Parenting is hard work especially when it comes to talking to your children about money, whether or not they should have debt or start budgeting, or even planning for the future and saving. These tips are perfect not only for preschoolers and elementary age but high school students too. Why not sit down as a family tonight and start teaching your kids these 6 essential lessons about finances. You'll be glad you did!
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6 Essential Lessons You Should Be Teaching Your Kids About Finances

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Parenting is hard work especially when it comes to talking to your children about money, whether or not they should have debt or start budgeting, or even planning for the future and saving. These tips are perfect not only for preschoolers and elementary age but high school students too. Why not sit down as a family tonight and start teaching your kids these 6 essential lessons about finances. You’ll be glad you did!

6 Essential Lessons You Should Be Teaching Your Kids About Finances

I’m so honored to be sharing 6 essential lessons you should be teaching your kids about finances over at Reaching Families. Here’s my first tip – you’ll have to head over to Eujeana’s blog to read the rest!

Spend, Give AND Save

It’s no secret that we don’t have to teach our children how to spend money. If your child is like most, one trip to the store and he’ll find a treasure he can’t live without…and his money will be gone!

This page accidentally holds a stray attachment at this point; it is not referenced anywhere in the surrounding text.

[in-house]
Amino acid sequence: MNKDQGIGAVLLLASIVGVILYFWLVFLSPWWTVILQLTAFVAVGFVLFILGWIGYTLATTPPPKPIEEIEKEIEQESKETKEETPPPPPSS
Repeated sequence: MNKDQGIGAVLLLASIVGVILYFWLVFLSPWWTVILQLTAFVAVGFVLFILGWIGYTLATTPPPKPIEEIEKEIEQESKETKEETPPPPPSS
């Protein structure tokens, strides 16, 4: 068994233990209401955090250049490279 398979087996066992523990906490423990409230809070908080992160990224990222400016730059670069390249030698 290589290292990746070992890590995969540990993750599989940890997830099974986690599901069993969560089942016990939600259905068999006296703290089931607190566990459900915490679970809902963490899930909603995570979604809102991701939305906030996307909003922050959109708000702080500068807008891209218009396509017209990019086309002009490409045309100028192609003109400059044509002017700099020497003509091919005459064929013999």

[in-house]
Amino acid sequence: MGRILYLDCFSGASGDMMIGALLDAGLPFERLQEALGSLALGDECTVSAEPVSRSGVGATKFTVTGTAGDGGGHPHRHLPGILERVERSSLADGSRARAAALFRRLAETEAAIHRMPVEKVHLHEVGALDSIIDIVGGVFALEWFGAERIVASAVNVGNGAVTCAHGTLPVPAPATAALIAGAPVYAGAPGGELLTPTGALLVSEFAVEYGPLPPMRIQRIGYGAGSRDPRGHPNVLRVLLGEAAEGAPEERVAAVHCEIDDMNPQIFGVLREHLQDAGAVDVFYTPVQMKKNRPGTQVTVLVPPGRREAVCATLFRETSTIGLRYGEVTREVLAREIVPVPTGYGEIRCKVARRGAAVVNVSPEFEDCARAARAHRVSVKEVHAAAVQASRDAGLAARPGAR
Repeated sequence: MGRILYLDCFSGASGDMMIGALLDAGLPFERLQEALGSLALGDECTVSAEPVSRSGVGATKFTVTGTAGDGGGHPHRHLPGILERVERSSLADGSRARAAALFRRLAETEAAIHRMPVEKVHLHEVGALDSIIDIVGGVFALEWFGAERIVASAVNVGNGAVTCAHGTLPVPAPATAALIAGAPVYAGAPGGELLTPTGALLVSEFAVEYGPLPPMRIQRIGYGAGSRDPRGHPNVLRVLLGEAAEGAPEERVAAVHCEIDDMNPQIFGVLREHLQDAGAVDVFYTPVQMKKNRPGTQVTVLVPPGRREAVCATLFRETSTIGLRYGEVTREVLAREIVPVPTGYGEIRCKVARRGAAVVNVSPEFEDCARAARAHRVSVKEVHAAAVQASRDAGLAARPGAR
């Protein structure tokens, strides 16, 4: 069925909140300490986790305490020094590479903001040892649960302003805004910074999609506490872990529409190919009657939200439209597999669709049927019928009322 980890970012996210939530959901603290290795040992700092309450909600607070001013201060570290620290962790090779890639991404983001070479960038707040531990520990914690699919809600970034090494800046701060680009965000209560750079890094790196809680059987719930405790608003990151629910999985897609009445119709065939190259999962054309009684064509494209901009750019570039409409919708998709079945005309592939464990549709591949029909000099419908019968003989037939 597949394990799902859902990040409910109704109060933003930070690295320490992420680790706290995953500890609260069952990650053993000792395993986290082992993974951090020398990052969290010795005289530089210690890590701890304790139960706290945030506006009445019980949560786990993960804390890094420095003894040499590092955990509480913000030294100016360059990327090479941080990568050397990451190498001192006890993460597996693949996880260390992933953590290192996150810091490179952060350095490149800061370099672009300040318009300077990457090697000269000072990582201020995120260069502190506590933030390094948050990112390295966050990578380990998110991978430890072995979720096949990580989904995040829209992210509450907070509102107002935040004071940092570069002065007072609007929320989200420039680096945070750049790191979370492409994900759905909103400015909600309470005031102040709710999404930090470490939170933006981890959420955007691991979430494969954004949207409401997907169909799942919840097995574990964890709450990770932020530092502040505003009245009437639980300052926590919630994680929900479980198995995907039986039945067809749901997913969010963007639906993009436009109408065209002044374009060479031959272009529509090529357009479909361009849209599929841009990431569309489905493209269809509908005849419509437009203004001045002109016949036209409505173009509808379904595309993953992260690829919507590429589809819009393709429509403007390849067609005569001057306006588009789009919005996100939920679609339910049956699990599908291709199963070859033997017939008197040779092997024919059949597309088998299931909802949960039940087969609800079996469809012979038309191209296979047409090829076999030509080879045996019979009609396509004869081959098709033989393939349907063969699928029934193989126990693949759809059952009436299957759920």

Since he already knows how to spend, teaching him how to give and save is the next step in learning about money. I recommend teaching him as early as possible so he can get in the habit of all three and it feels like second nature to him. As he gets older and earns more money he’ll already have the mindset to spend, give and save.

Whether you create fun coin purses, buy him a money bank or make something else, just start with something and have fun with the process. Each time he gets money and puts it in his bank talk to him about the importance of spending, giving and saving. Let him choose what he’s going to save for and where to give.

As he gets older and moves into the teenager years figure out how he is wired – he may enjoy creating a simple budget on paper or a spreadsheet may work better for his personality. And when you feel he’s ready, help him open his very own bank account so he can learn to be responsible with his money.

Check out the remaining 5 tips at Reaching Families on the post I wrote about Cultivating Financial Independence.

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